The “pattern” or pátrún was celebrated in almost every parish in Ireland from the middle ages to the mid-20th century. Primarily, a religious event associated with the patron saint of holy wells, the Pattern Day was also an important occasion in the social calendar. “We whiled away the time by drinking whiskey punch, observing the dancing to an excellent piper, and listening to the songs and story-telling which were going on about us,” wrote Crofton Croker after attending the Pattern Day at Gougane Barra in West Cork in 1813. With daylight fading, the revellers, Croker included, retired to tents:

“As night closed in, the tent became crowded almost to suffocation, and dancing being out of the question, our piper left us for some other station, and a man, who I learned had served in the Kerry militia, and had been flogged at Tralee about five years before as a White-boy, began to take a prominent part in entertaining the assembly, by singing Irish songs in a loud and effective voice. These songs were received with shouts of applause, and as I was then ignorant of the Irish language, and anxious to know the meaning of what had elicited so much popular approbation, I applied to an old woman near to whom I sat, and found that these songs were rebellious in the highest degree. Poor old King George was execrated without mercy; curses were also dealt out wholesale on the Saxon oppressors of Banna the blessed (an allegorical name for Ireland); Buonaparte’s achievements were extolled, and Irishmen were called upon to follow the example of the French people.”

In 1834, the English author Henry Inglis visited Connemara and was invited to a Pattern Day at Maumean in the Maamturk Mountains:

“It fortunately happened, that on the second day of my sojourn at Ma’am, a very celebrated pattern was to be held, on a singular spot, high up amongst the mountains, on a little plain… on an elevation of about 1,200 feet… The ascent to the spot where the pattern was to be held was picturesque in the extreme, for up the winding way, for miles before us and for miles behind too, groups were seen to be moving up the mountainside — the women with their red petticoats, easily distinguishable; some were on foot, some few on horseback, and some rode double. About half way up, we overtook a party of lads and lasses, beguiling the toil of the ascent, by the help of a piper, who marched before, and whose stirring strains, every now and then prompted an advance in jig-time, up the steep mountain path.”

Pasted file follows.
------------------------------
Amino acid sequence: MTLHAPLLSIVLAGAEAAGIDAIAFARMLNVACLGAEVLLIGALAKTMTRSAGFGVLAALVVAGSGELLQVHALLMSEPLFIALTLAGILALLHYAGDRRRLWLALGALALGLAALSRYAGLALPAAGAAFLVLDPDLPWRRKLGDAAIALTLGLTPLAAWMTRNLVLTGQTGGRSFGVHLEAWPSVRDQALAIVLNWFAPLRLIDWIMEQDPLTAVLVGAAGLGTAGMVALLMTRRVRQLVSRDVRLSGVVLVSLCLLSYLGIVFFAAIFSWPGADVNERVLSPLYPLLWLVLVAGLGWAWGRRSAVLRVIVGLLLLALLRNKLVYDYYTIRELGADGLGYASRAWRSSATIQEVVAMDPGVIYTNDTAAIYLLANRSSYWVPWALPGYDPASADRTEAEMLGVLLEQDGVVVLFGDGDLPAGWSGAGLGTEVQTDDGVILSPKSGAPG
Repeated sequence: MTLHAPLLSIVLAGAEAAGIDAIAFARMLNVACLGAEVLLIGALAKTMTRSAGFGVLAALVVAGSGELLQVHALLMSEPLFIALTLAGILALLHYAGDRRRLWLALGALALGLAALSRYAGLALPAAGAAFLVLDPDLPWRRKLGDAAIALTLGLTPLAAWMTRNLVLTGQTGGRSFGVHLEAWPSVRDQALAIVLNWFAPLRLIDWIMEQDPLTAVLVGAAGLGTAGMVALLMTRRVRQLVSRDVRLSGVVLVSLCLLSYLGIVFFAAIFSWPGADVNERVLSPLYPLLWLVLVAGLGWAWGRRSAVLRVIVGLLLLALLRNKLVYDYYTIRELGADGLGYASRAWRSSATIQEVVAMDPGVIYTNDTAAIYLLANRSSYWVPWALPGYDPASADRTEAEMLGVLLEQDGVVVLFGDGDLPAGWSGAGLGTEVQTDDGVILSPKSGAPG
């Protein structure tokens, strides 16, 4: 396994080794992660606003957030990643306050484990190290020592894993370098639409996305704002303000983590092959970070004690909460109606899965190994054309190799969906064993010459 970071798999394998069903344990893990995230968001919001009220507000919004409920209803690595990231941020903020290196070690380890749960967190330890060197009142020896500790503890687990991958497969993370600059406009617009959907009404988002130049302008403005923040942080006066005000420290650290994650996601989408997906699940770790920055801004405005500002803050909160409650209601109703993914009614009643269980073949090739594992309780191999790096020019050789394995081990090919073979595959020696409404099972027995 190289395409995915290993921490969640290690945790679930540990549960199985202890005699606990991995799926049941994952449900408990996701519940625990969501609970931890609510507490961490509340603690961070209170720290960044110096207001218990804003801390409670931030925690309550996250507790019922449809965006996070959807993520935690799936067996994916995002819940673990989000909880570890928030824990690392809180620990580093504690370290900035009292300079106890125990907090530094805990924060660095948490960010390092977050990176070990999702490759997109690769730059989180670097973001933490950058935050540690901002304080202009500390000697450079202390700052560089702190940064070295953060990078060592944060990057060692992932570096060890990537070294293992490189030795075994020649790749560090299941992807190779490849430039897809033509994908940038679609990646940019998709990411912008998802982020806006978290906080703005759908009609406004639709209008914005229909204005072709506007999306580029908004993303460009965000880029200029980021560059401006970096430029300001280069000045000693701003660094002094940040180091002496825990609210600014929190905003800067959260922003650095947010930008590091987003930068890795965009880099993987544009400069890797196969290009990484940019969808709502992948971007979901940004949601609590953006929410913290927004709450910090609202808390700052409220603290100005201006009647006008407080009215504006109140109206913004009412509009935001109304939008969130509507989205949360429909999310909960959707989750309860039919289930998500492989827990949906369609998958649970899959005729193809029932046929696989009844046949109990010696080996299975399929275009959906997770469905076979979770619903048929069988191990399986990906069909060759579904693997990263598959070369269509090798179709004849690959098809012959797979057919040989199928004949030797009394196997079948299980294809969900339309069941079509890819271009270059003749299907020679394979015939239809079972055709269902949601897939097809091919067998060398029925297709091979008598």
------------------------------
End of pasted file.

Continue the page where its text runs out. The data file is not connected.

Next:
On arrival at the summit Inglis was invited into a tent where “the pure poteen circulated freely.” However, heated words were exchanged and a fight developed. Inglis describes the row, how five or six “were disabled: but there was no homicide.” Afterwards, “some who had been opposed to each other, shook hands and kissed; and appeared as good friends as before.”

In 1682, Sir Henry Piers attended a Pattern Day at a church on a hill overlooking Lough Derravaragh in County Westmeath noted that quarreling was very much part of pattern procedure:

“For ale sellers in great numbers have their booths here as in a fair and to be sure the merry bag-pipers fail not to pay their attendance. Thus in lewd and obscene dancing, and in excess drinking, the remainder of the day is spent as if they celebrated the Bacchanalia rather than the memory of a pious saint or their own penetentials; and often times it falls out that more blood is shed on the grass from broken pates and drunken quarrels when the pilgrimages are ended than was before on the stones from their bare feet and knees during the devotions.”

Let’s hope that today’s Pattern Day in Ballylanders will a peaceful and happy affair.

Pattern memories